Adams honored at JDCC banquetPublished 2:31pm Tuesday, April 17, 2012
Athletes from cheerleading, volleyball, basketball, baseball and softball were recognized for their contribution to JDCC during their sports.
Former JDCC baseball coach and recent Hall of Famer Floyd Adams was the guest speaker for the night at the banquet.
Adams coached the Warhawks for 10 seasons, accumulating a record of 303-149 with no losing seasons. He received several accolades during his time leading JDCC including numerous Coach of the Year awards and a trip to the Junior College World Series.
He had more than 100 players sign scholarships, 18 players sign professional baseball contracts with four reaching Major League Baseball and two first round picks.
“Coach Adams brought a new era to baseball,” JDCC athletic director David Jones said. “He was a very hard-noses coach and was direct and expected all he could get out of you.”
Adams told the student-athletes of JDCC that their future was ahead of them and there were more lessons to learn about life through athletics than any other course they may be in.
“Your college years are supposed to be some of the best years of your life,” Adams said. “They should also be responsible years. You are laying the foundation for your future lives at this point. Don’t short-change yourself in the fast lane.”
Adams said why some may think their first priority at JDCC is to play sports, the first priority should be to get an education.
“Baseball or other sports will take care of itself,” Adams said. “If you can play, the scouts will find you. Not all will sign a scholarship, but you need an education to fall back on.”
Adams said there are no shortcuts to success.
“You can have the type of team you want if you work, come together and play and learn your role,” he said. “Not all of you will start, but nobody will give you anything. Anything worth having will be hard to get. Set goals. Set high goals.”
Adams told the athletes of JDCC to learn in life to have a work ethic.
“That will be vital to your success in life,” Adams said. “Work ethics are very important. You have to have confidence and believe in yourself. If you don’t believe in yourself, who will?”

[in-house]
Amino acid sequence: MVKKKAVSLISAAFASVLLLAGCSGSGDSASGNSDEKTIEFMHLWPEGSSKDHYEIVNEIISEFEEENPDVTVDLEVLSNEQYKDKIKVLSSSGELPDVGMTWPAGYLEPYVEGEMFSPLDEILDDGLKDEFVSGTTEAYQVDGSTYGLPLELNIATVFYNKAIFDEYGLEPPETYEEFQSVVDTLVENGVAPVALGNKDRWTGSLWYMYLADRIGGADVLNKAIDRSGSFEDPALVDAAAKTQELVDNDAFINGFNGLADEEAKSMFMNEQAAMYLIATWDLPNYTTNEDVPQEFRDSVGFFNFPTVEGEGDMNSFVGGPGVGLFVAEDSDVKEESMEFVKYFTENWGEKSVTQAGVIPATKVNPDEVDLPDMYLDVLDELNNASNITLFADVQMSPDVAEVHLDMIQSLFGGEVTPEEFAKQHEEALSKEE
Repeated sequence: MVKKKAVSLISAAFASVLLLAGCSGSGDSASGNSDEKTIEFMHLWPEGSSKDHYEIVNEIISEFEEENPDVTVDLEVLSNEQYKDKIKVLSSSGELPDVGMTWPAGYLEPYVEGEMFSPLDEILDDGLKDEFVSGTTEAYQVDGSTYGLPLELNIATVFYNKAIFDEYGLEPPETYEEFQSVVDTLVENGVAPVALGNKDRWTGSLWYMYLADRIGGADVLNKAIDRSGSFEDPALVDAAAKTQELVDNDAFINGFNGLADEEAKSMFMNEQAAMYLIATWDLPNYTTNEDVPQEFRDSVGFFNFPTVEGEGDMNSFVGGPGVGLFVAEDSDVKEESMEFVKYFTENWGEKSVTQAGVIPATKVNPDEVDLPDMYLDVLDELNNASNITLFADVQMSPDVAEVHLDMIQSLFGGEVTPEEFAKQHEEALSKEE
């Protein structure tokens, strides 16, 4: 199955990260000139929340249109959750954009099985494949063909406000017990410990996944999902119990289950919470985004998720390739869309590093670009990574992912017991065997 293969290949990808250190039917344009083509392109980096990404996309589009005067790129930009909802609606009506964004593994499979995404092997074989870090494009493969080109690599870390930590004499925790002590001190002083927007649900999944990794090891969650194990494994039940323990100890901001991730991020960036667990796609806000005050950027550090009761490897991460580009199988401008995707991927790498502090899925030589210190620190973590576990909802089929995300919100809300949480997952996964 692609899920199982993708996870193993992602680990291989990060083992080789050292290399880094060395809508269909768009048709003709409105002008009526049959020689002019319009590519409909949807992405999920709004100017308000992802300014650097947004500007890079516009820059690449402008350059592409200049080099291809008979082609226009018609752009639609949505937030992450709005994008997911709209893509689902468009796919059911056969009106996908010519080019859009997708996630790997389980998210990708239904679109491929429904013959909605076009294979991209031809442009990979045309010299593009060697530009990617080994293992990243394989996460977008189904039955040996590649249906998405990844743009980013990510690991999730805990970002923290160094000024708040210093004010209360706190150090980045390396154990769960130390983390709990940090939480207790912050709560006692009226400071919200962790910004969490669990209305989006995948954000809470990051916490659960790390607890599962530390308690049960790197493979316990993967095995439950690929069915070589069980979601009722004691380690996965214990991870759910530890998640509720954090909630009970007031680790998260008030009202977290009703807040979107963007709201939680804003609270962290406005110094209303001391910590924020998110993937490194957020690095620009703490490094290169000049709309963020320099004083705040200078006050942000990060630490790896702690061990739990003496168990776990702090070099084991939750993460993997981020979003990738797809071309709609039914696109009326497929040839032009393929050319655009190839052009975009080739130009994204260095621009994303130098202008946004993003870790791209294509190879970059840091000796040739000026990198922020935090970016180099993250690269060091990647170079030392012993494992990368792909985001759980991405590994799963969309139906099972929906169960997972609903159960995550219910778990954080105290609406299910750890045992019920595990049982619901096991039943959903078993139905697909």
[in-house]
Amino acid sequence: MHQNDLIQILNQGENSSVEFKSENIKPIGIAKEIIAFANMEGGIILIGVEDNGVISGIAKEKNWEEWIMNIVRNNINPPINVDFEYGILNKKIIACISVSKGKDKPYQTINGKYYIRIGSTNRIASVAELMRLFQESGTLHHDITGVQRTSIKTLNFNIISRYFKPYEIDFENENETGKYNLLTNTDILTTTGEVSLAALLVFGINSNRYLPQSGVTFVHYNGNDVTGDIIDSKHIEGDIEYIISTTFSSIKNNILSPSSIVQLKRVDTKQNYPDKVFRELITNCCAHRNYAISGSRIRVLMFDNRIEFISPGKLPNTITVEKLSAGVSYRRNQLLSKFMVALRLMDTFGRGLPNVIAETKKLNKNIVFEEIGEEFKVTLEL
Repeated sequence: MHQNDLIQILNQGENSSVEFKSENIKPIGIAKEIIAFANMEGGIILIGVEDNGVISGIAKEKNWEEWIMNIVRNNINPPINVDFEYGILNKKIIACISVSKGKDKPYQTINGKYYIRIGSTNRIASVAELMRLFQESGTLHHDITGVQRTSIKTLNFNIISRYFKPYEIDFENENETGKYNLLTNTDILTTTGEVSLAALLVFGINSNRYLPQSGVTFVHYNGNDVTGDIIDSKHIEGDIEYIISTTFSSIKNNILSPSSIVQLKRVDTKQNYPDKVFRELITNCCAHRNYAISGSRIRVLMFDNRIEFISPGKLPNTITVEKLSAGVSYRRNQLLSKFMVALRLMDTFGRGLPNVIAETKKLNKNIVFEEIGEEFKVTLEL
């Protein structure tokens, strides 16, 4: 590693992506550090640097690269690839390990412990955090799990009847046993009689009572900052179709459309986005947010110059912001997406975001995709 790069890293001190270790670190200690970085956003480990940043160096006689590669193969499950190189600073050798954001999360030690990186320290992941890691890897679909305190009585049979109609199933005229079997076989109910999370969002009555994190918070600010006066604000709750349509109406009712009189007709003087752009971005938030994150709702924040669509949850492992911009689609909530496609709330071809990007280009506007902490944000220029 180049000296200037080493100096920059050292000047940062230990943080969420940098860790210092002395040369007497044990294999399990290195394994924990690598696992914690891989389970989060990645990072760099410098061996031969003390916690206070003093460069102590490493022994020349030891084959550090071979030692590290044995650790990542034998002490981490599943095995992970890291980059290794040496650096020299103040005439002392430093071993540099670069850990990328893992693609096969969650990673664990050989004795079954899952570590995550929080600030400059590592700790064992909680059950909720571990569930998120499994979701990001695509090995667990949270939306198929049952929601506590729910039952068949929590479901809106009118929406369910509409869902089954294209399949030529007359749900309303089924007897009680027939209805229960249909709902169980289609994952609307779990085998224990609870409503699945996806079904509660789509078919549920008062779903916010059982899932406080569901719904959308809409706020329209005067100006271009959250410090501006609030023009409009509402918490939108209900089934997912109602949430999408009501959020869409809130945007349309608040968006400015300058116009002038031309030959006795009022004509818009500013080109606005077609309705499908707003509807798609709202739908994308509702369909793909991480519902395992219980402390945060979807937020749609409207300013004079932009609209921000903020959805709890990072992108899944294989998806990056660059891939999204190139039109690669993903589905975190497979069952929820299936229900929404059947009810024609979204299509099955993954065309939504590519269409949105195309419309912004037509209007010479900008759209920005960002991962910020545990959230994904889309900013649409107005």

Adams also told the athletes another word for enthusiasm was the word hustle.
“All your coaches will ask you to hustle,” he said. “No one can out-hustle you because it comes from the heart. There will be those that are bigger and faster than you and can do things better than you, but no one can out-hustle you.”
In conclusion, Adams said he had many athletes sign scholarships after college but offered advice to the sophomores who will be leaving JDCC this year.
“Go to school where you will get the best education in your field,” Adams said. “One day, you are going to have to fall back on this education regardless of how many years you will spend in the big leagues. Also, go where you think you will play. The biggest is not always the best.”
Adams was presented a plaque from JDCC in appreciation for all he did for being a teacher, coach, mentor and a friend to so many.
Fresh out of college, Adams took a job as the head baseball coach for Springville High School in the small community of Springville just northeast of Birmingham.
Adams graduated from Escambia County High School in 1952 and began attending Auburn University, where started as centerfielder for the freshman baseball team. In 1954, Adams played for the varsity team at Auburn, but transferred the following year to Howard College, a Baptist school in Birmingham.
Upon graduating from Howard, Adams received his first opportunity to coach at Springville and from there his career took him to several stops.
Adams was inducted into the Alabama Baseball Coaches Association Hall of Fame in Birmingham Jan. 20.